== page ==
Frameworks and mental models are great tools to evaluate abstract ideas and translate them to the real world. Since most business problems are complicated and too complex to be comprehended in their entirety, a model contains only those features that are of primary importance to the purpose at hand. Think of frameworks as mental scaffolding to guide thinking while allowing flexibility to solve problems based on actual data; not a rote formula that may not apply to the situation at hand.

3. Presentation

Once the data is analyzed and interpreted, it’s time to present the findings. But the work of critical thinking isn’t done yet. Time is the most precious commodity for executives, so present the results so that they anticipate and answer the reader’s most likely questions, in a sequence that supports a natural storyline. This means straddling the world of summary and detail, giving readers the answer up front and supporting with the detail needed. Remember, think deductively (in sequence), but communicate inductively (answer first, then support with details).

A great approach to structuring an individual output is the Pyramid Principle. It starts with situational context, describes complicating factors, and then formulates overarching questions and sub-questions to set up the analysis. Those questions are then addressed as a mutually exclusive, collectively exhaustive set of answers, with supporting detail.

4. Evaluation

Critical thinking culminates in measuring the results. Determine the correct metrics, accurately measure what worked and what did not. See the results with intellectual integrity, as they really are, not as hoped or feared. Identify personal bias and then filter for it. The closer the individual is to the problem, and the more expert, the greater the danger. Strive to see with a beginner’s mindset.

Critical thinking is not a linear, one-time activity. The beauty of critical thinking and a well-crafted message is that even if initially wrong, recommendations can be explained and then refined. This naturally follows an agile, iterative approach that loops back upon itself until a sufficiently accurate answer can be reached, and other interested parties can understand and accept the result.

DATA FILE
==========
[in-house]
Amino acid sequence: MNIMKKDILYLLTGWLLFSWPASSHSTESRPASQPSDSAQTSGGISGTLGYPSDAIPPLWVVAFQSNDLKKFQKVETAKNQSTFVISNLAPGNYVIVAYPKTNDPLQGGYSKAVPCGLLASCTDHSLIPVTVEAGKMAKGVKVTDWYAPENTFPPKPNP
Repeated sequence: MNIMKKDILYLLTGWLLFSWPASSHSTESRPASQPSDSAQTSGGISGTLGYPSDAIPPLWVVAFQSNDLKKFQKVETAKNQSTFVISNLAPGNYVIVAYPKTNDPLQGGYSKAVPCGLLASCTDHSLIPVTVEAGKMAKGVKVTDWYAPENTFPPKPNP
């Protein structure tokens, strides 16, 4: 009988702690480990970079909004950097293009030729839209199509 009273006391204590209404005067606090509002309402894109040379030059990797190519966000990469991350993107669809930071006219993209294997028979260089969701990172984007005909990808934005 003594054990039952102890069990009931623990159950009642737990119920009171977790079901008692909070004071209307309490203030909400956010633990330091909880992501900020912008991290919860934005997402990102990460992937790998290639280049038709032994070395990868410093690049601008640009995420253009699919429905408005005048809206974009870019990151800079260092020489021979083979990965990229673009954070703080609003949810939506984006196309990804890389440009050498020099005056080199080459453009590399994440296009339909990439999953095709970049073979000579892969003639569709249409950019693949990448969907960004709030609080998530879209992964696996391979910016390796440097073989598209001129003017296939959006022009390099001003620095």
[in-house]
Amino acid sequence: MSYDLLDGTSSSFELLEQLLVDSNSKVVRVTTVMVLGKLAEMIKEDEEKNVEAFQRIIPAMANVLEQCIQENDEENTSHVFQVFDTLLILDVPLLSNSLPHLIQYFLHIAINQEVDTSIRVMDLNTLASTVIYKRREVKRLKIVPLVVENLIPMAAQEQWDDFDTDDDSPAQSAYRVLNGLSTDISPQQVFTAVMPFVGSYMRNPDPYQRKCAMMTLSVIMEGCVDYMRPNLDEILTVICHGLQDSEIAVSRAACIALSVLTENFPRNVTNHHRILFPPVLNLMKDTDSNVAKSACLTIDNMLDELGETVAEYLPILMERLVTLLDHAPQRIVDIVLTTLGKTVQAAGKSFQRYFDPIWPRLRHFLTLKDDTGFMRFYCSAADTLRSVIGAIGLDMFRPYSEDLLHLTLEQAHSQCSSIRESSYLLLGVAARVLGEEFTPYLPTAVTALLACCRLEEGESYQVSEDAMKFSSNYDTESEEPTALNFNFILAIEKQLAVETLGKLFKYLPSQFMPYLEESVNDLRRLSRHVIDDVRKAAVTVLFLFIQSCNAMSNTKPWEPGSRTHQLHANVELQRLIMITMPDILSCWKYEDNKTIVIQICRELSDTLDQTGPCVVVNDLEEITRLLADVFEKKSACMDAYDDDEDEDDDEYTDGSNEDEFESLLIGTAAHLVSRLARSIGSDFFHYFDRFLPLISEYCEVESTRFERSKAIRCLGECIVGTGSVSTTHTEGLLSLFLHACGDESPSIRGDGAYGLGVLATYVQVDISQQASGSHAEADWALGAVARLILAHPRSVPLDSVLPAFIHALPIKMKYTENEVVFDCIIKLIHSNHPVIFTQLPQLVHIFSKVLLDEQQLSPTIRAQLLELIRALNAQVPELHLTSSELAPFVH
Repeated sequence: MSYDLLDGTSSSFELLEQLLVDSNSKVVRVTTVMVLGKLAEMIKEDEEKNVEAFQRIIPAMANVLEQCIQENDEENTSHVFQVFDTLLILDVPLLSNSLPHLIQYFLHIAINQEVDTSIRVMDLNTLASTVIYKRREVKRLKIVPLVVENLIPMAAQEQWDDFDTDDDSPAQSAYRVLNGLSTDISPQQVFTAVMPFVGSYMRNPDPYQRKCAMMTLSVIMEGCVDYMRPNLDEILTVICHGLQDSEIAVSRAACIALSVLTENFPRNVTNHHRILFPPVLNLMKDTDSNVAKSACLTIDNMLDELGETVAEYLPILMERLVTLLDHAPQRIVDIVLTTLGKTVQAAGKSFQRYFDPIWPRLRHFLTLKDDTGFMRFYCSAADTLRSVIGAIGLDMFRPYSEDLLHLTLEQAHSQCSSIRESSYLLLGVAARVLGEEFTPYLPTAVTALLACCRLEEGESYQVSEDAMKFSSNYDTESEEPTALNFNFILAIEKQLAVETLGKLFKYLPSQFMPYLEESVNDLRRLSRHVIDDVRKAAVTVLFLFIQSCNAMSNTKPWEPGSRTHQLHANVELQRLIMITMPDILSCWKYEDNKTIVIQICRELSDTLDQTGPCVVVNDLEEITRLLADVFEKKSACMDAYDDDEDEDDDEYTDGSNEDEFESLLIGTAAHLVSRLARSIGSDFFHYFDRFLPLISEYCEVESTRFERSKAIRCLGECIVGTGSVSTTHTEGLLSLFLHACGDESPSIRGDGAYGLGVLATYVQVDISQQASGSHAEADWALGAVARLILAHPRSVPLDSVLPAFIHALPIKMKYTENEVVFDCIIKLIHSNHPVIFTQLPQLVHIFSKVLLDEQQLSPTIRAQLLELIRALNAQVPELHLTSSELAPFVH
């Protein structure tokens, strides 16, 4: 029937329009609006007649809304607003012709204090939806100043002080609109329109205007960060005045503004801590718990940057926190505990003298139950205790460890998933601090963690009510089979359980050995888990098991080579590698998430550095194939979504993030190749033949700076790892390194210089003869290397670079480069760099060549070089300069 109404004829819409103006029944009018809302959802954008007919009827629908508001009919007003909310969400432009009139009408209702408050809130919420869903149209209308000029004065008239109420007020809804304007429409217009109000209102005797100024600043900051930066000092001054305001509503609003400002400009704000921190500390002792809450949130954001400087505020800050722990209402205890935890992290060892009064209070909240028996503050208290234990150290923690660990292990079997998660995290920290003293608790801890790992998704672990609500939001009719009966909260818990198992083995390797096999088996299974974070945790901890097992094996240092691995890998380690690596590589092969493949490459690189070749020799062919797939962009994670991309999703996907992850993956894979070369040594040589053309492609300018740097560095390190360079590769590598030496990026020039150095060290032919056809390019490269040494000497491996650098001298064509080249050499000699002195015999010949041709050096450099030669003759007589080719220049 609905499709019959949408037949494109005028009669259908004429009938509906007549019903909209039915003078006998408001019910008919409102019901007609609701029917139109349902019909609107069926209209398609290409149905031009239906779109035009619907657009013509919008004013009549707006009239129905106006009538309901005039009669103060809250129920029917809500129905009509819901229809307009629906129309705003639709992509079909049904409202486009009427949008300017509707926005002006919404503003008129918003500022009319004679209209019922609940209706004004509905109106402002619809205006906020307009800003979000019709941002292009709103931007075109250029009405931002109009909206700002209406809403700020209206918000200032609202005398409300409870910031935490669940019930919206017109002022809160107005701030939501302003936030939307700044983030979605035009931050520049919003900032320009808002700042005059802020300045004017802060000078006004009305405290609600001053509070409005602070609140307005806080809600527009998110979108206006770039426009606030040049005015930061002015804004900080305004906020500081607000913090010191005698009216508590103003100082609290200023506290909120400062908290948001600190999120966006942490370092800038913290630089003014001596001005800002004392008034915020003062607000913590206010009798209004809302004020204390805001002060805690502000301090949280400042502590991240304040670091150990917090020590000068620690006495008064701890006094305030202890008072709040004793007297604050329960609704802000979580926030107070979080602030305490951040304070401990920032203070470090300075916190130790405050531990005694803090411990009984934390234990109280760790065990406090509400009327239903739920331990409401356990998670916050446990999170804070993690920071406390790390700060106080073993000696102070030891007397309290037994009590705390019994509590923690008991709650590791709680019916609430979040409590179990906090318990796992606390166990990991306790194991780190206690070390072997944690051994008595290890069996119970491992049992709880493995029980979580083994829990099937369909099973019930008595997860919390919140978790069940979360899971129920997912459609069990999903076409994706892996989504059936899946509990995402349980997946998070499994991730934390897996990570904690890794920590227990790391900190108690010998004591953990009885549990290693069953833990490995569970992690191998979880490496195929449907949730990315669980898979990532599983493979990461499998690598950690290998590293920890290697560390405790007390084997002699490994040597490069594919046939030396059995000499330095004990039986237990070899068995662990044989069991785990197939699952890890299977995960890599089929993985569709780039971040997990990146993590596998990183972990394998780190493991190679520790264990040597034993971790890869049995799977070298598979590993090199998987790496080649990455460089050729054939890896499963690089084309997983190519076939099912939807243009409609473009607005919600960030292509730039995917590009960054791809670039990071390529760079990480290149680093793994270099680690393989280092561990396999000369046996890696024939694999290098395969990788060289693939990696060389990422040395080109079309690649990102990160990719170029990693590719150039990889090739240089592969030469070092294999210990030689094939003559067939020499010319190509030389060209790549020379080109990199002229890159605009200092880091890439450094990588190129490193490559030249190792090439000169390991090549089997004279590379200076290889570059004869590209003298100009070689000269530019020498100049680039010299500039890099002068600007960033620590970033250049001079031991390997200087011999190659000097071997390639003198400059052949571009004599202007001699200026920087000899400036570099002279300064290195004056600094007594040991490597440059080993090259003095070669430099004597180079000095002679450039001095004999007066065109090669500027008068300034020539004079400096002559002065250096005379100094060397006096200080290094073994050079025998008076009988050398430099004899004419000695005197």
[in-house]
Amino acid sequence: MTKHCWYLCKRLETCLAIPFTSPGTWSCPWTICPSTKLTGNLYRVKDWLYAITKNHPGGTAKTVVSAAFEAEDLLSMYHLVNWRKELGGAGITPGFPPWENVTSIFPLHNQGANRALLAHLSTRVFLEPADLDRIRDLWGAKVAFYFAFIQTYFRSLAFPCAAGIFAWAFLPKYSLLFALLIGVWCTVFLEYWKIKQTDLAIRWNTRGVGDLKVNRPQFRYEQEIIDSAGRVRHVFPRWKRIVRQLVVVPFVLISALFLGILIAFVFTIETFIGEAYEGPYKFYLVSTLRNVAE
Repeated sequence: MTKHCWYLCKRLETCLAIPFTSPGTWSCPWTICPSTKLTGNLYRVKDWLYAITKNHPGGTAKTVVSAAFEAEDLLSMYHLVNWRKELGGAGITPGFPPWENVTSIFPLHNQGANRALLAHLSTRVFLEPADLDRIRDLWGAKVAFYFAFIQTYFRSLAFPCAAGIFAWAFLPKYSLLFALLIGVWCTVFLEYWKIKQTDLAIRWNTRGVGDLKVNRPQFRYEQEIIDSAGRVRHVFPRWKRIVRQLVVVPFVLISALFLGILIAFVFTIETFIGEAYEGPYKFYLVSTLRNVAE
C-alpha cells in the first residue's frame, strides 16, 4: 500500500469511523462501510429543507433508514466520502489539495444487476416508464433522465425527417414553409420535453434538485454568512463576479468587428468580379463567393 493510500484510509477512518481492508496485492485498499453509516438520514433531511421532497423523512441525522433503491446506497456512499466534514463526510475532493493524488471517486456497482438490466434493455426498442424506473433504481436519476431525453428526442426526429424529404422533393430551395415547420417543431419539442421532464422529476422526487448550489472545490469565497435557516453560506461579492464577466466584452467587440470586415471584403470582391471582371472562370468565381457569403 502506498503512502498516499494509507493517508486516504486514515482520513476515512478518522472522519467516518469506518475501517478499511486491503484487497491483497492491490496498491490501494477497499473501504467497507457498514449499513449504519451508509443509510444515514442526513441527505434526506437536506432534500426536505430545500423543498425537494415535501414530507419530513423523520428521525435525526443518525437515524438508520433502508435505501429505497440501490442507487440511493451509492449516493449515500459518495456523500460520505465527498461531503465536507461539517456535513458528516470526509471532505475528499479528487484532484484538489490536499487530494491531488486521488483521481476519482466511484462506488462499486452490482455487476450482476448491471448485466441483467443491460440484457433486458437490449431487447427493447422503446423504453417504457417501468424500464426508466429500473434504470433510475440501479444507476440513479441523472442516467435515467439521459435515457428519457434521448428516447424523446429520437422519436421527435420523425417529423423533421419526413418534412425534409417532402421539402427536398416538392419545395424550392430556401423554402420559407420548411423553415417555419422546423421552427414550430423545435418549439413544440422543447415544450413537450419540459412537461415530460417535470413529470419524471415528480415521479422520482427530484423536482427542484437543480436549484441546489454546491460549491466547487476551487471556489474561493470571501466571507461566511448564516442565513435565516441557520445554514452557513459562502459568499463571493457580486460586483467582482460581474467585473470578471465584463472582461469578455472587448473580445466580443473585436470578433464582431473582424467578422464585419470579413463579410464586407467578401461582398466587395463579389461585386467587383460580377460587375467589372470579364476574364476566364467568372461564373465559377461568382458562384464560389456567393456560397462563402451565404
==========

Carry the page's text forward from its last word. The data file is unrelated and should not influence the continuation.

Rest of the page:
Why is critical thinking important?

Every industry is being disrupted, and the very nature of work is changing. Research indicates that up to 40% of human work will be automated within 10 years. If a process and policy can be documented, it can be automated. This is true for engineering as well.

Yet, there is at least one kind of work that isn’t going anywhere soon: the human ability to solve problems through critical thinking. By developing the skills that can’t be automated, a career is future proofed, no matter what the robots have in store. Invest time to develop this foundational skill.

Jeff Kavanaugh is a senior partner at Infosys, the consulting and technology firm. He is also an adjunct professor at the University of Texas at Dallas. His book Consulting Essentials was published in April. It is available in Kindle, paperback, and hardcover formats.

This article appears in the IIoT for Engineers supplement for Control Engineering and Plant Engineering.